Deep into a second -- perhaps entering a third -- generation of children raised in homes where all the adult caretakers held full time, out-of-home jobs, cooking the family dinner is riddled with obstacles.
There's the 24/7 work schedule, replacing the fairy tale of 9-to-5; there's a hypervigilant society, bent on turning 9-year-olds into professional ball players and ballet dancers; there's a DIY culture, implying everyone should know how to compost, remodel, do car repair and build solar-powered everything, all while training for a triathlon and raising 2.7 kids.
Un Kwon and Chris Casado lived that life. The San Francisco couple worked in high-tech finance and kept a fast pace with their young son. Until 2009, when they moved their operation to Orinda. Kwon, pregnant with their second child, held late-night, new-mom phone conversations with a college buddy, personal chef (and also new mom) Karen Eddy. They commiserated over the sorry state of family dinners until one night, their commingled angst produced an idea -- to create a company offering affordable, reliable, personal shopping based on healthy, easy-to-prepare menus and delivering the groceries straight to the doorsteps of local homes. Chop, Chop, Go! is the culmination of a two-year, entrepreneurial push.
"Originally, we had a huge database of recipes from bloggers," Kwon says, in an interview earlier this year. "It was too busy and overambitious. Recipes had 20 ingredients and were a nightmare to prepare."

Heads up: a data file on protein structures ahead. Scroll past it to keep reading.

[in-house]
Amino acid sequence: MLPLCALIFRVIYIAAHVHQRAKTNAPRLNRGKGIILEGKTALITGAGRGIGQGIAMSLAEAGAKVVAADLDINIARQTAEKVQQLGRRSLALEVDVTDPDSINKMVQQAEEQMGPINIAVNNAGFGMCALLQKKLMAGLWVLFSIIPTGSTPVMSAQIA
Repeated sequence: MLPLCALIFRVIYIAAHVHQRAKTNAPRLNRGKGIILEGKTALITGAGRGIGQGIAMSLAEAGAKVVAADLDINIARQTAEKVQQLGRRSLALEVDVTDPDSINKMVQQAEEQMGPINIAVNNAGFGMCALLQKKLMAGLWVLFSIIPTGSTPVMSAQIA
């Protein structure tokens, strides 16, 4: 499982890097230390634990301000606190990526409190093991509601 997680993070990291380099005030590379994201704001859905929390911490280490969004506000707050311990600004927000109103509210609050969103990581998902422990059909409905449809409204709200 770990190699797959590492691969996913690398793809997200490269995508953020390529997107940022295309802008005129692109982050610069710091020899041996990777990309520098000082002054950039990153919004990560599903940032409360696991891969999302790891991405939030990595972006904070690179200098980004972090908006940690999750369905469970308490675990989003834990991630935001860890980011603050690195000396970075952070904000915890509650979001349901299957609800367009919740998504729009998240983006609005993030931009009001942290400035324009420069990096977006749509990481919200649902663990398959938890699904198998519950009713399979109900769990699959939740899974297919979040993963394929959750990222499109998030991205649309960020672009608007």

The menus have since been honed to simplicity, mixing and matching recipes so customers aren't left with a bucket of parsley or forced to toss out exotic, one-and-done ingredients at week's end.
"That's the beauty of bringing high-tech to an old-time idea," Kwon says. "We were able to eliminate inefficiency and redirect the platform to what customers wanted -- something easy and something they could trust."
For now, Chop Chop Go! serves central Contra Costa, from Danville north to Pleasant Hill.; Kwon says expansion to more cities in the East Bay is "on our radar."
Customers getting started choose delivery options ($5 store-pickup or $15 home delivery, plus the cost of groceries); build a grocery list (either on the website, by texting, or the old-fashioned way: write it and send a picture); and indicate organic or conventional preferences before finalizing their order. Prime members gain access to the $5-per-month meal plan (also a standalone option); paying $45 for the menus and five home-delivered orders per month.
The ordering process is designed to take less than two minutes. Kwon says early adopters respond to the next-day morning or afternoon/evening delivery options and the service is appealing to a 60-40 gender split. "The dads sometimes seem the most interested," Casado says. Unfamiliar with cooking techniques, dinner becomes a chore or a pressure cooker waiting to explode. "People become better cooks and relax -- I've learned there's a rhythm to Eddy's recipes," Kwon says.
Moraga resident Kevin Schroeder says he and his wife began subscribing in May. They like the quality of Whole Foods and the convenience of avoiding a 20-minute round trip visit to the store.
"The best thing is the recipes make good use of the items you already buy. It cuts down on waste and gives us variety so we don't eat spaghetti every night," he says.
Interestingly, Kwon's parents and Casado's grandparents owned small market grocery stores. "We joke that this is a natural extension of our families' businesses," Kwon says.